You should be able to find an early to mid 2000s response (maybe not lxi) in your price range. They would have many many years of life left in them if they have been well maintained.

As far as draft. I am in under 3 feet often. My boat drafts under 2 feet (16" or 22" depending on what you read). Most I/Os cant go that shallow even with their out drive trimmed up.

good luck and welcome to the crew :rockon:

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85 Barefoot

I would look for an older nautique first. Hard to beat those older nautques.

as for depth, I get real nervous below 4 feet because you don't know if something is sticking up under the water. Under 3 feet - I don't go in under power.

I would say look for a malibu and that's because the hull/wakeshape is still essentially the same. The correct craft and mastercraft hulls have changed substantially since then, sometimes not for the better. One year in particular for Mastercraft and I have a 98 repsonse (first year of the diamond hull) and i'd put its wake up against the tsc nautiques any day. Not to mention in 2000 they went to digital gauges many of which had issues, and unnecessarily complicate the longevity of an old boat.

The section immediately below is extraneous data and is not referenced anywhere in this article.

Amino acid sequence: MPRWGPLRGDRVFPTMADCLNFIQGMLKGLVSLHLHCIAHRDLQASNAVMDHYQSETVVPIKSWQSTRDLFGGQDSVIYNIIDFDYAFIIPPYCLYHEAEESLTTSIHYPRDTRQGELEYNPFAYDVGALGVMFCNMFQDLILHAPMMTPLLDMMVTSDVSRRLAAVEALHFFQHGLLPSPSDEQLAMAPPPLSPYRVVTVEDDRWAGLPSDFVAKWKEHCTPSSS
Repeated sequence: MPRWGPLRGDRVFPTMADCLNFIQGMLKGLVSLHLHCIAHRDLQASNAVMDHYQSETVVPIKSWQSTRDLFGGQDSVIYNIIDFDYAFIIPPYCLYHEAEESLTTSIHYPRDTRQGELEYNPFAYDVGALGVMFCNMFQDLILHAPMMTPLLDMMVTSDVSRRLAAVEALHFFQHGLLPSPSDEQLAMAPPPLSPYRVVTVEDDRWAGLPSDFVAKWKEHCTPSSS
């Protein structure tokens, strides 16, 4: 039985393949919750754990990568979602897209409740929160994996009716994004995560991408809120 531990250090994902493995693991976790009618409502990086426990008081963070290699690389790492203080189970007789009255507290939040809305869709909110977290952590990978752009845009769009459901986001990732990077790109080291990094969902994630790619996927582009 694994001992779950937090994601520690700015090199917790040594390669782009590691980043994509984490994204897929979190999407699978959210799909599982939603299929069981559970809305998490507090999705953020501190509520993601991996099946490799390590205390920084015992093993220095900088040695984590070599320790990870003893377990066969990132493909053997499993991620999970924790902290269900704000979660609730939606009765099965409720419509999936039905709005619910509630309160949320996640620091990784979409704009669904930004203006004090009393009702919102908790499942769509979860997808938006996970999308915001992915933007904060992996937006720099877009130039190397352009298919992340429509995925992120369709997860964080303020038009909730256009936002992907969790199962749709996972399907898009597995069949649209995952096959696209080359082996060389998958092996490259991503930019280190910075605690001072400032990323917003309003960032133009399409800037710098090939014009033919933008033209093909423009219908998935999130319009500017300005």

Any 99 and up response is the precise same boat still made. in 98 they had diamond hull but no trunk. Even though moomba cheaper, it's rate of decline will continue as compared to the big 3.

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windy1

I could not be happier with my sunsetter. For slolom only an LXI may be a better choice but you should be able to find a nice one in your range. no reliability issues at all.

One thing I do miss on my old 4.3 I/O how little fuel a v6 uses compaired to a v8. but I will never go back.

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Michigan boarder

If you are going to do all the maintenance yourself, then pick any 1 of the the big 3. Find the model(s) that you like the most out of all 3, then start hunting. As said earlier, depreciation will be slower, assuming you get a good deal.